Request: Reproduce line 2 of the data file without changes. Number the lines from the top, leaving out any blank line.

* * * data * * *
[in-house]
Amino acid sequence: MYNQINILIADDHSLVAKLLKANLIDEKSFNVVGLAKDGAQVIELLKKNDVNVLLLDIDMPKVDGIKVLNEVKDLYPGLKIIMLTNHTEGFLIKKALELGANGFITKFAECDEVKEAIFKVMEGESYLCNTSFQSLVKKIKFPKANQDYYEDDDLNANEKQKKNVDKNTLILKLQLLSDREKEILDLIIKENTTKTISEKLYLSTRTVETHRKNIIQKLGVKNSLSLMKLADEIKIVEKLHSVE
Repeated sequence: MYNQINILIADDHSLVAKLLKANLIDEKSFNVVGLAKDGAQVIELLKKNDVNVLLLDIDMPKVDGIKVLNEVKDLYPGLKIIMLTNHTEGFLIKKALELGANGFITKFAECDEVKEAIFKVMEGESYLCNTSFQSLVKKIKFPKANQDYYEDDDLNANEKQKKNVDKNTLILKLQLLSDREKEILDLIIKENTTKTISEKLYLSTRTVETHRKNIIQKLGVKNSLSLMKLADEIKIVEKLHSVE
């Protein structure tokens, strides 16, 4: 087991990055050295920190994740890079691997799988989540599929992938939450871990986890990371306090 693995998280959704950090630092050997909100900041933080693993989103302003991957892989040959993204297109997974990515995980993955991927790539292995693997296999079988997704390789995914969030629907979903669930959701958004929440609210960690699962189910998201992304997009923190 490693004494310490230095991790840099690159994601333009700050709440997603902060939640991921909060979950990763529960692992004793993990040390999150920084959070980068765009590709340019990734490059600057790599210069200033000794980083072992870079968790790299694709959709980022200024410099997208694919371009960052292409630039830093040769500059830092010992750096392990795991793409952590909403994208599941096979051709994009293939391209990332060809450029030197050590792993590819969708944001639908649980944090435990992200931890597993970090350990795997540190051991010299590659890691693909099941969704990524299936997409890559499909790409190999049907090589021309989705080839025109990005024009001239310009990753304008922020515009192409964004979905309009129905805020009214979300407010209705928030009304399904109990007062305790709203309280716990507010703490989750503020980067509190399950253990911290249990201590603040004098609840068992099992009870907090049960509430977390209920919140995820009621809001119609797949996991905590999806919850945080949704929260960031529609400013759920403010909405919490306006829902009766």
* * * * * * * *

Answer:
Amino acid sequence: MYNQINILIADDHSLVAKLLKANLIDEKSFNVVGLAKDGAQVIELLKKNDVNVLLLDIDMPKVDGIKVLNEVKDLYPGLKIIMLTNHTEGFLIKKALELGANGFITKFAECDEVKEAIFKVMEGESYLCNTSFQSLVKKIKFPKANQDYYEDDDLNANEKQKKNVDKNTLILKLQLLSDREKEILDLIIKENTTKTISEKLYLSTRTVETHRKNIIQKLGVKNSLSLMKLADEIKIVEKLHSVE